Chapter

International Manual of Oncology Practice

pp 933-953

An Overview of Treatment for Cervical Cancer with Emphasis on Immune Cell-Based Therapies

  • Samuel J. K. AbrahamAffiliated withThe Mary-Yoshio Translational Hexagon (MYTH), Nichi-In Centre for Regenerative Medicine (NCRM)Faculty of Medicine, Yamanashi University Email author 
  • , Hiroshi TerunumaAffiliated withBiotherapy Institute of Japan
  • , Vidyasagar Devaprasad DedeepiyaAffiliated withThe Mary-Yoshio Translational Hexagon (MYTH), Nichi-In Centre for Regenerative Medicine (NCRM)
  • , Sumana PremkumarAffiliated withChennai Meenakshi Multispeciality Hospital LimitedDr. Kamakshi Memorial Hospital
  • , Senthilkumar PreethyAffiliated withThe Mary-Yoshio Translational Hexagon (MYTH), Nichi-In Centre for Regenerative Medicine (NCRM)

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Abstract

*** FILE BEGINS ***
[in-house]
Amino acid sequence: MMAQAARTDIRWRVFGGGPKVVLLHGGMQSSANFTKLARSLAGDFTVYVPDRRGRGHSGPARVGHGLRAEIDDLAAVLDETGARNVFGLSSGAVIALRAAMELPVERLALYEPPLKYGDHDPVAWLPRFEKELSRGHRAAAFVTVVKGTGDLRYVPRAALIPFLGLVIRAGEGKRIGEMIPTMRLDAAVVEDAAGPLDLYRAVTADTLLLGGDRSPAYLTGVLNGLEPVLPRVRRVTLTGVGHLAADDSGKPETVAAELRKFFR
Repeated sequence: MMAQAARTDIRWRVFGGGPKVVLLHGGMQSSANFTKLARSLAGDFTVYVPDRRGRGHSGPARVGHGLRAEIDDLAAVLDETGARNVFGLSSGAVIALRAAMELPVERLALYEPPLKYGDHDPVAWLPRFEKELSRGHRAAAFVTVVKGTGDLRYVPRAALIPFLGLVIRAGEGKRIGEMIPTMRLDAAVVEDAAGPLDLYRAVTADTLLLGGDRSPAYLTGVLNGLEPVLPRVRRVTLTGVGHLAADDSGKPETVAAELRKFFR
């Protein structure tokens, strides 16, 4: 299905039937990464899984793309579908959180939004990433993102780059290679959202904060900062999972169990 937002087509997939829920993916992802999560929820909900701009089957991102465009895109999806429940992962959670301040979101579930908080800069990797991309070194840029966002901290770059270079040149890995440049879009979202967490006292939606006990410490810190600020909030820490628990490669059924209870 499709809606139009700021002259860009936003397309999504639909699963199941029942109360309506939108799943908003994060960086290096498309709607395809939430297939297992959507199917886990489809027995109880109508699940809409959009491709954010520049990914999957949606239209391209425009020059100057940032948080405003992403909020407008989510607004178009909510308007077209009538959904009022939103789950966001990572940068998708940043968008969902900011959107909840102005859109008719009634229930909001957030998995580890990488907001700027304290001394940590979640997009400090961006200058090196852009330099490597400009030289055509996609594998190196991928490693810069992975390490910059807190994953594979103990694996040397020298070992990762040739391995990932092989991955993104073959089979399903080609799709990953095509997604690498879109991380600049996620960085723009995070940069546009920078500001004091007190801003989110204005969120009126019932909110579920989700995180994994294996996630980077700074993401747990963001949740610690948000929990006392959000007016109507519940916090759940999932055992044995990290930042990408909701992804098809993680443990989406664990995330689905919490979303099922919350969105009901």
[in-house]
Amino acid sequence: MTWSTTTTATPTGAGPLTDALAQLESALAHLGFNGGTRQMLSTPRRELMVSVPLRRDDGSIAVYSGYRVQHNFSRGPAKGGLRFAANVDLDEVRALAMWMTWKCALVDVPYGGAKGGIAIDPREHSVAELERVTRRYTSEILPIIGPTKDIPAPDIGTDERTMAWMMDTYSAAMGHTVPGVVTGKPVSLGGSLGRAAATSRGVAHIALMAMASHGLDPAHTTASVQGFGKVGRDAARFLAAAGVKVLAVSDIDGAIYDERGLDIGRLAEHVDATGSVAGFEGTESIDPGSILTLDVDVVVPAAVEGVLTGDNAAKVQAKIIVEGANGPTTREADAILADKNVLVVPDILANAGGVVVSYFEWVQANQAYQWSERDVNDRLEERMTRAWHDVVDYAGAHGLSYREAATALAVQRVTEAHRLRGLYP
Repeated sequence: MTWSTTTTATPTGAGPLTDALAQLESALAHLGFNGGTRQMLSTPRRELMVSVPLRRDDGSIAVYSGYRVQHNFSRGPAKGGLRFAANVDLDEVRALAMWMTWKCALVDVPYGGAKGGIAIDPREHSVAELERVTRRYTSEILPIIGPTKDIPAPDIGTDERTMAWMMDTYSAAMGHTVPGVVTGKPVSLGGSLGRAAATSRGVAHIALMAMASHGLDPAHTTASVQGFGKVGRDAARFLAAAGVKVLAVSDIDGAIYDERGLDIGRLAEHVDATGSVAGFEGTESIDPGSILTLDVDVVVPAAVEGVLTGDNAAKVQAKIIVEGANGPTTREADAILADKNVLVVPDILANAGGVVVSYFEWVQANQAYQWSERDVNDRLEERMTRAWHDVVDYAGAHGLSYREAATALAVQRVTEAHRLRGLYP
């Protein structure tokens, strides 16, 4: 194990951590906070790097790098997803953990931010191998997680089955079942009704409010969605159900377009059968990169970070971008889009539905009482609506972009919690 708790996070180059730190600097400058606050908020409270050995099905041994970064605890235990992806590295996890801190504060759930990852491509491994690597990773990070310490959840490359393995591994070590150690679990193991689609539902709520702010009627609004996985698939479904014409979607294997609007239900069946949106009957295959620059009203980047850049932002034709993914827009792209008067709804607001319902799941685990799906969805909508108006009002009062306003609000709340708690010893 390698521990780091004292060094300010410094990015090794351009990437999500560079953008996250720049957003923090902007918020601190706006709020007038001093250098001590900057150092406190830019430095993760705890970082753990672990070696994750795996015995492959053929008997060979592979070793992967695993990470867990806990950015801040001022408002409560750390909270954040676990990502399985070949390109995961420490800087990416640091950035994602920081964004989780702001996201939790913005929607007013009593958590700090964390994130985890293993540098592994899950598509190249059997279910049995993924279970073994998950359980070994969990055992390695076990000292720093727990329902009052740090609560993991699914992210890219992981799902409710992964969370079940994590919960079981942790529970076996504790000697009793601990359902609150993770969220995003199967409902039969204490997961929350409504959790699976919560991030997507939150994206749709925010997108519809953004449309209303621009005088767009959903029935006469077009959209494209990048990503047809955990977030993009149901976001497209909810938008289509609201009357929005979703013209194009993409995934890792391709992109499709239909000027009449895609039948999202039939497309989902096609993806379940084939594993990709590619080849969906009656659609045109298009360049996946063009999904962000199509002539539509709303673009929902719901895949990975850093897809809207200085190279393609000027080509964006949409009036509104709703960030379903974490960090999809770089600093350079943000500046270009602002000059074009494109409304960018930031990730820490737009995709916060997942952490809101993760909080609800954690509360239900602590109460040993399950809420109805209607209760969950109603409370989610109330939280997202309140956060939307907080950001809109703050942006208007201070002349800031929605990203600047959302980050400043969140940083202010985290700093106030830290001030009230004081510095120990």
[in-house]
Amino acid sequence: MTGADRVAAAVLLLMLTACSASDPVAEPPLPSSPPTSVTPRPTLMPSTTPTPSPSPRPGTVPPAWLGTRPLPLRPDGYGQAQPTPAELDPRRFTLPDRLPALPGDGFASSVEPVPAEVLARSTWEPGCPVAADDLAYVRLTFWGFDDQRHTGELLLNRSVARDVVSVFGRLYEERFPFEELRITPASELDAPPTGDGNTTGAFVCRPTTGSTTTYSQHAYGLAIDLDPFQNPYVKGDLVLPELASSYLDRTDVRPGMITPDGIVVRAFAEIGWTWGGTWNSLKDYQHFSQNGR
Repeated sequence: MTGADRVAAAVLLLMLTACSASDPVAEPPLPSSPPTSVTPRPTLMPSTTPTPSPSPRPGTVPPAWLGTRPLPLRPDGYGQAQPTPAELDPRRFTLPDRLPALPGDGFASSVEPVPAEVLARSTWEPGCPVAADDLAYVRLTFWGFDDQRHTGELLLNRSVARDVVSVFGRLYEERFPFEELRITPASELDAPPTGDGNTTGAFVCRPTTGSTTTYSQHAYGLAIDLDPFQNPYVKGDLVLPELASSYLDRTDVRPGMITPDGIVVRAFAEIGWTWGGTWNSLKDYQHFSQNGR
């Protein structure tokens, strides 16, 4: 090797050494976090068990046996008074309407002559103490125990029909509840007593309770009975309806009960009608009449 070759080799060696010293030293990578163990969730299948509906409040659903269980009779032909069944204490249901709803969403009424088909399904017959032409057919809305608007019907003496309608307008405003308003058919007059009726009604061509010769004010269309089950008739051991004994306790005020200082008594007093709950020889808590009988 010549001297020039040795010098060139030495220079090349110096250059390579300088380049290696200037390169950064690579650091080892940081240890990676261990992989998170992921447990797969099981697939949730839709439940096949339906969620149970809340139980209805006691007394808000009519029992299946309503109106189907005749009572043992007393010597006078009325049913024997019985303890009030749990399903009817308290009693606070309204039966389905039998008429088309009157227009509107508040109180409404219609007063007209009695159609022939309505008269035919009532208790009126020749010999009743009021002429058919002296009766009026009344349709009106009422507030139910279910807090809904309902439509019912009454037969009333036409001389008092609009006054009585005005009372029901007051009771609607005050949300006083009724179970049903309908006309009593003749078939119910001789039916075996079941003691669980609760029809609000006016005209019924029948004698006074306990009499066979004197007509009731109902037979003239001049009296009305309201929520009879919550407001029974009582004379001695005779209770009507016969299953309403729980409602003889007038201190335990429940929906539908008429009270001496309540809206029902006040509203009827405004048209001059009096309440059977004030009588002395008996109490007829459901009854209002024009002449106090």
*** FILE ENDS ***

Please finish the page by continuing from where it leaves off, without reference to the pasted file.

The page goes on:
Cervical cancer, the third most common cancer in women worldwide, has an incidence of 80 % in the developing countries. Relatively, the women in developing nations are diagnosed at an advanced stage of the disease due to disparities in screening programs and other socio-economic factors. Although surgery and/or chemo, radiotherapies are indicated for early stage cervical cancers, in the advanced stages, palliative management continues to be the mainstay approach. Recent approaches exploring targeted therapies that act on receptors, signalling pathways, molecules deserve a mention. Autologous immune-cell-based immunotherapies for cancer have been in clinical practice for more than three decades in countries like Japan for various solid tumors including cervical cancer. The cell based immunotherapies employ dendritic Cells, γδ T cells (gamma delta T cells) natural killer (NK) cells, NKT cells, activated T lymphocytes, cytotoxic T lymphocytes (CTLs) and lymphokine activated killer (LAK) cells. NK cells are of particular interest due to their rapid response against cancer cells and virus-infected cells even without being sensitized to antigens to kill cells that are missing the “self” markers of the major histocompatibility complex (MHC) class I. With human papilloma virus (HPV) being associated with virtually all the cases of cervical cancer, NK cell immunotherapy gathers more importance as it acts as a common weapon against the virus and cancer cells. With vaccination against HPV now being available, immunological considerations in cervical cancer gain significance and form a major arena for future research. This chapter will provide an overview on the existing treatment options for cervical cancer with special emphasis on the cell-based immunotherapies.